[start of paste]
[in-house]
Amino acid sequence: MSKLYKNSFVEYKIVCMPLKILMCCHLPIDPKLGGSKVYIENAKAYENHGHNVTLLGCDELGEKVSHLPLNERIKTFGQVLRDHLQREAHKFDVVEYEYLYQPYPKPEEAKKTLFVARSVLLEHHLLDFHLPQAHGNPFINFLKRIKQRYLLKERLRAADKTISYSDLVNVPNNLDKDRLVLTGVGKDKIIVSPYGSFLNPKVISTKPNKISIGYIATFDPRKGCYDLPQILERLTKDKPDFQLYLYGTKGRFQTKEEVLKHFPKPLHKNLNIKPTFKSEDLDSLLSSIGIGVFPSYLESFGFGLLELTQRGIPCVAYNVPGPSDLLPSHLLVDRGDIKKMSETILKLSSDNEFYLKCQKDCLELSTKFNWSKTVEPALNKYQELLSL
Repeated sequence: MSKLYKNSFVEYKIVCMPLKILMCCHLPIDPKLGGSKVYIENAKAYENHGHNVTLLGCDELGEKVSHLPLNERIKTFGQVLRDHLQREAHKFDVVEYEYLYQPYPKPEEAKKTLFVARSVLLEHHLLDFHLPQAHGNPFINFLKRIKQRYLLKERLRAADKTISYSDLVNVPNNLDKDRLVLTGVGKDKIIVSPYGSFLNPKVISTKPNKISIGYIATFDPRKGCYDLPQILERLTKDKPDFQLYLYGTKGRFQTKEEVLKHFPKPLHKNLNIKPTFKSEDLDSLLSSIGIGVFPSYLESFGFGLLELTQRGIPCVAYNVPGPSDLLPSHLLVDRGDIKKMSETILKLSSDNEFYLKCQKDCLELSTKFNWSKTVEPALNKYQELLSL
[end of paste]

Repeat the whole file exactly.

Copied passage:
[in-house]
Amino acid sequence: MSKLYKNSFVEYKIVCMPLKILMCCHLPIDPKLGGSKVYIENAKAYENHGHNVTLLGCDELGEKVSHLPLNERIKTFGQVLRDHLQREAHKFDVVEYEYLYQPYPKPEEAKKTLFVARSVLLEHHLLDFHLPQAHGNPFINFLKRIKQRYLLKERLRAADKTISYSDLVNVPNNLDKDRLVLTGVGKDKIIVSPYGSFLNPKVISTKPNKISIGYIATFDPRKGCYDLPQILERLTKDKPDFQLYLYGTKGRFQTKEEVLKHFPKPLHKNLNIKPTFKSEDLDSLLSSIGIGVFPSYLESFGFGLLELTQRGIPCVAYNVPGPSDLLPSHLLVDRGDIKKMSETILKLSSDNEFYLKCQKDCLELSTKFNWSKTVEPALNKYQELLSL
Repeated sequence: MSKLYKNSFVEYKIVCMPLKILMCCHLPIDPKLGGSKVYIENAKAYENHGHNVTLLGCDELGEKVSHLPLNERIKTFGQVLRDHLQREAHKFDVVEYEYLYQPYPKPEEAKKTLFVARSVLLEHHLLDFHLPQAHGNPFINFLKRIKQRYLLKERLRAADKTISYSDLVNVPNNLDKDRLVLTGVGKDKIIVSPYGSFLNPKVISTKPNKISIGYIATFDPRKGCYDLPQILERLTKDKPDFQLYLYGTKGRFQTKEEVLKHFPKPLHKNLNIKPTFKSEDLDSLLSSIGIGVFPSYLESFGFGLLELTQRGIPCVAYNVPGPSDLLPSHLLVDRGDIKKMSETILKLSSDNEFYLKCQKDCLELSTKFNWSKTVEPALNKYQELLSL